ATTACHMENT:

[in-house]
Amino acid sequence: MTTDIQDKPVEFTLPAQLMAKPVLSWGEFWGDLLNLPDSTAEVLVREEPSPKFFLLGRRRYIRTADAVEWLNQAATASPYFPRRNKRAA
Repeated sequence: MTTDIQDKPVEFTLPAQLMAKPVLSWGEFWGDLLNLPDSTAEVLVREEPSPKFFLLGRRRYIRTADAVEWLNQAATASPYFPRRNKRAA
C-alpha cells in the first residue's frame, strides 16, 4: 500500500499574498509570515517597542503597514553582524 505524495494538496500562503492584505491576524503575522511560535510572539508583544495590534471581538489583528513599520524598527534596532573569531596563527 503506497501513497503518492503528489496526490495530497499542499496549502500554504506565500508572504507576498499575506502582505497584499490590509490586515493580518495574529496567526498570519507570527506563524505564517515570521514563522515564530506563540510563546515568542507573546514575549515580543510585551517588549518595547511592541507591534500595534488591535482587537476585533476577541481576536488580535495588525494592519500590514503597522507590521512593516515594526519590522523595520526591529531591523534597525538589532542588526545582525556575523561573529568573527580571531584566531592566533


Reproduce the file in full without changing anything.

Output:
[in-house]
Amino acid sequence: MTTDIQDKPVEFTLPAQLMAKPVLSWGEFWGDLLNLPDSTAEVLVREEPSPKFFLLGRRRYIRTADAVEWLNQAATASPYFPRRNKRAA
Repeated sequence: MTTDIQDKPVEFTLPAQLMAKPVLSWGEFWGDLLNLPDSTAEVLVREEPSPKFFLLGRRRYIRTADAVEWLNQAATASPYFPRRNKRAA
C-alpha cells in the first residue's frame, strides 16, 4: 500500500499574498509570515517597542503597514553582524 505524495494538496500562503492584505491576524503575522511560535510572539508583544495590534471581538489583528513599520524598527534596532573569531596563527 503506497501513497503518492503528489496526490495530497499542499496549502500554504506565500508572504507576498499575506502582505497584499490590509490586515493580518495574529496567526498570519507570527506563524505564517515570521514563522515564530506563540510563546515568542507573546514575549515580543510585551517588549518595547511592541507591534500595534488591535482587537476585533476577541481576536488580535495588525494592519500590514503597522507590521512593516515594526519590522523595520526591529531591523534597525538589532542588526545582525556575523561573529568573527580571531584566531592566533